A little girl is awakened by her father, who asks if she remembers getting married. She says no. Anyway, her father says, her husband is dead. She’s a widow now. “For how long?” she asks, but she doesn’t get an answer. Her father can’t bear to tell her that she’ll be a widow for the rest of her life.
This is India in 1938, and ancient Hindu texts command that widows remain chaste and unmarried, lest they be reincarnated as jackals (!). The girl, named Chuyia (played by a little cherub named Sarala), is the central figure in “Water,” the third part in Deepa Mehta’s political trilogy that began with “Fire” and “Earth.”
Mehta, an Indian woman who moved to Canada in her 20s, creates a powerfully real (but cinematically lovely) view of 1930s India, at a time when Gandhi was coming to prominence and urging Indians to get out from under British rule. Indian women, however, particularly widows, remained oppressed.
Chuyia is sent to a small compound where a dozen or so widows live, most of them a great deal older than her. (How she came to be married is never explained, but we are given to understand that child brides were common, and that there’s every chance she never even met the man.) At 8, Chuyia is curious, stubborn and cheerful like a child should be, and she quickly befriends Kalyani (Lisa Ray), a beautiful young widow who shares her enthusiasm for life. Kalyani is in a different class altogether, though, being pimped out by the head woman Madhumati (the single-named Manorama) in order to bring much-needed income to the house. That widows are supposed to remain unmarried yet can work as prostitutes is just one of many contradictions in the archaic rules the women live by.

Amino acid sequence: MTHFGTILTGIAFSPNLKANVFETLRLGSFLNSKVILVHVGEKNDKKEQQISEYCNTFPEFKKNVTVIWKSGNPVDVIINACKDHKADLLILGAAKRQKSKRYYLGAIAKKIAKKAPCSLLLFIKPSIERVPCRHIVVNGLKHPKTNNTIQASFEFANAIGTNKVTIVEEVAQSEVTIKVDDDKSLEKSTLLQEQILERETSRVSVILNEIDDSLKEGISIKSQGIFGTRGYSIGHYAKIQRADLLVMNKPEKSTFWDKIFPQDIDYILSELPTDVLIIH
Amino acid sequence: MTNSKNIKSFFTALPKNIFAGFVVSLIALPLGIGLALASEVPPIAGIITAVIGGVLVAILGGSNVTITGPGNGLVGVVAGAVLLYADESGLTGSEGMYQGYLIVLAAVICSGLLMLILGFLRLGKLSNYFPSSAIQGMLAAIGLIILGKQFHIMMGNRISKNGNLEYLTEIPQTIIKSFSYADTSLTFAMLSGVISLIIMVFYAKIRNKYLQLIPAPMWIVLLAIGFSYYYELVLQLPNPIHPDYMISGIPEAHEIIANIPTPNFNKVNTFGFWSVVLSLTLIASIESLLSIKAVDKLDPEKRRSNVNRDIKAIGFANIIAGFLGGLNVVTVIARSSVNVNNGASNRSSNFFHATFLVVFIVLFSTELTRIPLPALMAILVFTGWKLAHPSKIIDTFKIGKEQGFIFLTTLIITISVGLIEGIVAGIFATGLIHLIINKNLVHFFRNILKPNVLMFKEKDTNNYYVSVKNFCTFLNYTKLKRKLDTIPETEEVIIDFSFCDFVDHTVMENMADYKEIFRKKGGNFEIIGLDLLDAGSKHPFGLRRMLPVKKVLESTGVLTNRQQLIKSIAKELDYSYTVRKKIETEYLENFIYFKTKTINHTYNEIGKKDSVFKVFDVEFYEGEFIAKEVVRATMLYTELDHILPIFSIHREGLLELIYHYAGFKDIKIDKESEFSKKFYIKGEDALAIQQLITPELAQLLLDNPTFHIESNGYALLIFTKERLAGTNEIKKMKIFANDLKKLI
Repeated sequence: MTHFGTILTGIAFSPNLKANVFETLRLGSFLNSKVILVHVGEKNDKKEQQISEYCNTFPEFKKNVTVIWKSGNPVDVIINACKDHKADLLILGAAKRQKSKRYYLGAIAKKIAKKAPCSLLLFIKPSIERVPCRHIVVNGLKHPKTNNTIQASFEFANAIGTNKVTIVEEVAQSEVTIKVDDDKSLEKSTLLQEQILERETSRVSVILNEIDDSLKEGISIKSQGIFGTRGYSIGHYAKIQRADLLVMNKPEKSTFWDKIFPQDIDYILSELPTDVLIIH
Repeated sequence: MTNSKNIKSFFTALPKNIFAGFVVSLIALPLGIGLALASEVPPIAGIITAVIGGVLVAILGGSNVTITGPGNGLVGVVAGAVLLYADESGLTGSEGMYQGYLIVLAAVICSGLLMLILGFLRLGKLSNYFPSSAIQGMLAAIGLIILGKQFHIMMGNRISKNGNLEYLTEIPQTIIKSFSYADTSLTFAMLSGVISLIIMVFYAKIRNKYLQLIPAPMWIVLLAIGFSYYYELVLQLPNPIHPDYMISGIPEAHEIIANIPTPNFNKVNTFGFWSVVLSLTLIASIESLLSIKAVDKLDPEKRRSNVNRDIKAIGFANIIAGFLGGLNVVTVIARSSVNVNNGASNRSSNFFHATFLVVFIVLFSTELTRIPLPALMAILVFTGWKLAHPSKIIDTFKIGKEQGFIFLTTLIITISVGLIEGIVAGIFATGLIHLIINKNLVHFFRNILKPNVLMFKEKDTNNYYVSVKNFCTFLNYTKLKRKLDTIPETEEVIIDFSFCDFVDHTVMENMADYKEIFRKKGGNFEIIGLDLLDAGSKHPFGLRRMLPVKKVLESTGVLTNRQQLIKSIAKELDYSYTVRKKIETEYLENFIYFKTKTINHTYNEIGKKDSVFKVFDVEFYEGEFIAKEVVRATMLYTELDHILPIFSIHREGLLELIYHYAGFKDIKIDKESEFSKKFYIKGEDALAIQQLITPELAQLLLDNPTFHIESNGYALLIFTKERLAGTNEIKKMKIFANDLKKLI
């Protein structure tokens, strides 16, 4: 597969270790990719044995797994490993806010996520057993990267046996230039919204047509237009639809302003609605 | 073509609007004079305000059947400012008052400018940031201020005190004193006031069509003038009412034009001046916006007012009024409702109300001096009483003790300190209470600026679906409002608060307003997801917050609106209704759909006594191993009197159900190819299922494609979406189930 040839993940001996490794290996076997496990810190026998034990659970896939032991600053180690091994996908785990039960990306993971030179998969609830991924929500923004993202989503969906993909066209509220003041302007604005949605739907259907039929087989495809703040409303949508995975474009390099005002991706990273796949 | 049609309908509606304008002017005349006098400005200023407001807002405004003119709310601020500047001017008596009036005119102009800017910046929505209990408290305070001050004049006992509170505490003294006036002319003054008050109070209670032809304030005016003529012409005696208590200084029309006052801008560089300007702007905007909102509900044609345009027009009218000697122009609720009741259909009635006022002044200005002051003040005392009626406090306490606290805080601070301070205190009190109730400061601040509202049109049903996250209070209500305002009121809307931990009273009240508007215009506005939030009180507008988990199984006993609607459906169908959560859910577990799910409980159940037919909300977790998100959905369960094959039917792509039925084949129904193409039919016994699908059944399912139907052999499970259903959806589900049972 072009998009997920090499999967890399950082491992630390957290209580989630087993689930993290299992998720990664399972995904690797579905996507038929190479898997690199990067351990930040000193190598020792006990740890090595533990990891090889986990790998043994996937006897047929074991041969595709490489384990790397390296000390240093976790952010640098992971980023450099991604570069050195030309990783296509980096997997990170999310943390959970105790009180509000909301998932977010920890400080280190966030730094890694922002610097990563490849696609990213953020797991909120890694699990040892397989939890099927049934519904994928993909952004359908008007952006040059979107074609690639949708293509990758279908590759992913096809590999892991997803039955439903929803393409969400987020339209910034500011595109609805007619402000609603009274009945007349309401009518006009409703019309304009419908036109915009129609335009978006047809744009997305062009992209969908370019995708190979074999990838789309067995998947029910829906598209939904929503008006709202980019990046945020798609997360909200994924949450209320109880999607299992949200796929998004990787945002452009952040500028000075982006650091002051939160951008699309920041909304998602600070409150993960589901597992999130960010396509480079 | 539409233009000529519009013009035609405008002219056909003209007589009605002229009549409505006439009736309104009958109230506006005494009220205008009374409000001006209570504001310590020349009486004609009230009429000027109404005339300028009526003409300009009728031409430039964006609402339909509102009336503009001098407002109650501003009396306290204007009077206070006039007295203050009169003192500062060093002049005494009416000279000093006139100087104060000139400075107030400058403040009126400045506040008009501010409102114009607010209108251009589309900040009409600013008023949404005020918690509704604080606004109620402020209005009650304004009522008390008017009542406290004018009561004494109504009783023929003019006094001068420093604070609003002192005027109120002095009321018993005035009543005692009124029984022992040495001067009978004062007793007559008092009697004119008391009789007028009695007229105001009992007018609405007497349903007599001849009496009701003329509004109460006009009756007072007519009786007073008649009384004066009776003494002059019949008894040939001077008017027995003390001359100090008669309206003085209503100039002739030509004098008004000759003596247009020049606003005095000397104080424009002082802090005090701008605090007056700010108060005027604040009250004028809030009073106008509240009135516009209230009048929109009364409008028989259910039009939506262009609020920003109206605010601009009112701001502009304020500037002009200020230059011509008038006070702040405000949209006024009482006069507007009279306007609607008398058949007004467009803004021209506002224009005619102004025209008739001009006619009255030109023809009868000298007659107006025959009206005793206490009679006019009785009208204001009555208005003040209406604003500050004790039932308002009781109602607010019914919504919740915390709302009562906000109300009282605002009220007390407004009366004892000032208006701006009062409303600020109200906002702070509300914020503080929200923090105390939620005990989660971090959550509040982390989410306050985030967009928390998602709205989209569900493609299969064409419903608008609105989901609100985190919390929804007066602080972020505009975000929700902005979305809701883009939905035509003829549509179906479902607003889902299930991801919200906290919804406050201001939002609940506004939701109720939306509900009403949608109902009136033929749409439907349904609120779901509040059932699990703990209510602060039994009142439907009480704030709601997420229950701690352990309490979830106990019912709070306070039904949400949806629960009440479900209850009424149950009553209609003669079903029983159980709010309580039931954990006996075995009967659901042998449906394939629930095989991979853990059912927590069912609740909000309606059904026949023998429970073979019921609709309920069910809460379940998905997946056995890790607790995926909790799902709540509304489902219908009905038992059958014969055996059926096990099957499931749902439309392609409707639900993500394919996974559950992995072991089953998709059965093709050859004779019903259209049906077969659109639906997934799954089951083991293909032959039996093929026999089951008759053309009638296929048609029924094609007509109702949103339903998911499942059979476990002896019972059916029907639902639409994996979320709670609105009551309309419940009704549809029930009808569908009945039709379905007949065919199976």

While in the city one day, Kalyani and Chuyia meet Narayan (John Abraham), a handsome law student. He’s an idealist and a nationalist, eager to follow Gandhi’s teachings. He and Kalyani are smitten with each other. Can she defy her keepers and remarry?
Though the details of the story are foreign to Western thinking, the general themes of forbidden love and conflicted religious feelings are familiar to almost everyone. Mehta includes another widow character, Shakuntala (Seema Biswas), who experiences some of the same conflicts as Kalyani. While many of the widows are complacent and resigned, Shakuntala questions whether this is what the Scriptures truly teach. She turns to a local priest for guidance, devoutly obeying the rules in the meantime just in case.
Mehta’s regular cinematographer Giles Nuttgens beautifully photographs the Sri Lankan scenery (Sri Lanka because threats and pressures in India made it impossible to shoot the film there). The nights are tinted in blue, the Ganges river looks deep and strong, and the countrysides are alive with color. The film’s visuals hold almost as much power as its story does.
B (1 hr., 56 min.; Hindi with subtitles; )